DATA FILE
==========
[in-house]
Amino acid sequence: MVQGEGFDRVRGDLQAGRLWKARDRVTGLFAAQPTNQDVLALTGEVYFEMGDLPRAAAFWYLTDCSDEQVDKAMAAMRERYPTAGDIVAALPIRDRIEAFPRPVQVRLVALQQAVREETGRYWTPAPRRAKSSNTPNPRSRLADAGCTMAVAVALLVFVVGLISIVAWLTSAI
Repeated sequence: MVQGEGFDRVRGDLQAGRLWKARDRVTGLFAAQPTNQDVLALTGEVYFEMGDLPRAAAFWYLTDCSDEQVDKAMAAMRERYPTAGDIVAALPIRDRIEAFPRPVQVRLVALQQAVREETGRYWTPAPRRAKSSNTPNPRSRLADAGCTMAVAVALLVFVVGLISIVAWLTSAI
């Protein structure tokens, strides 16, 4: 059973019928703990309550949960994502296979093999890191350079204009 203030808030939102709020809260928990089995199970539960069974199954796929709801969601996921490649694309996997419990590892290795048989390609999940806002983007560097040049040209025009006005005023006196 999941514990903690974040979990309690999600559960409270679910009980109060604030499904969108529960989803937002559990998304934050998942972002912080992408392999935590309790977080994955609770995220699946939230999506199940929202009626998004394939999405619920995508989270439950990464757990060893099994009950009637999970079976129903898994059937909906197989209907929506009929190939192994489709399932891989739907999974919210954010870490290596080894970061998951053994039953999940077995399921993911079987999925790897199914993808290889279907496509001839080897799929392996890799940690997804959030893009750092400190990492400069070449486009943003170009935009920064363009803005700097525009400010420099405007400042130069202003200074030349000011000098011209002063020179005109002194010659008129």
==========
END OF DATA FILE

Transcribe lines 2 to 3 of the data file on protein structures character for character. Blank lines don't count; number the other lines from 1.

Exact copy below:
Amino acid sequence: MVQGEGFDRVRGDLQAGRLWKARDRVTGLFAAQPTNQDVLALTGEVYFEMGDLPRAAAFWYLTDCSDEQVDKAMAAMRERYPTAGDIVAALPIRDRIEAFPRPVQVRLVALQQAVREETGRYWTPAPRRAKSSNTPNPRSRLADAGCTMAVAVALLVFVVGLISIVAWLTSAI
Repeated sequence: MVQGEGFDRVRGDLQAGRLWKARDRVTGLFAAQPTNQDVLALTGEVYFEMGDLPRAAAFWYLTDCSDEQVDKAMAAMRERYPTAGDIVAALPIRDRIEAFPRPVQVRLVALQQAVREETGRYWTPAPRRAKSSNTPNPRSRLADAGCTMAVAVALLVFVVGLISIVAWLTSAI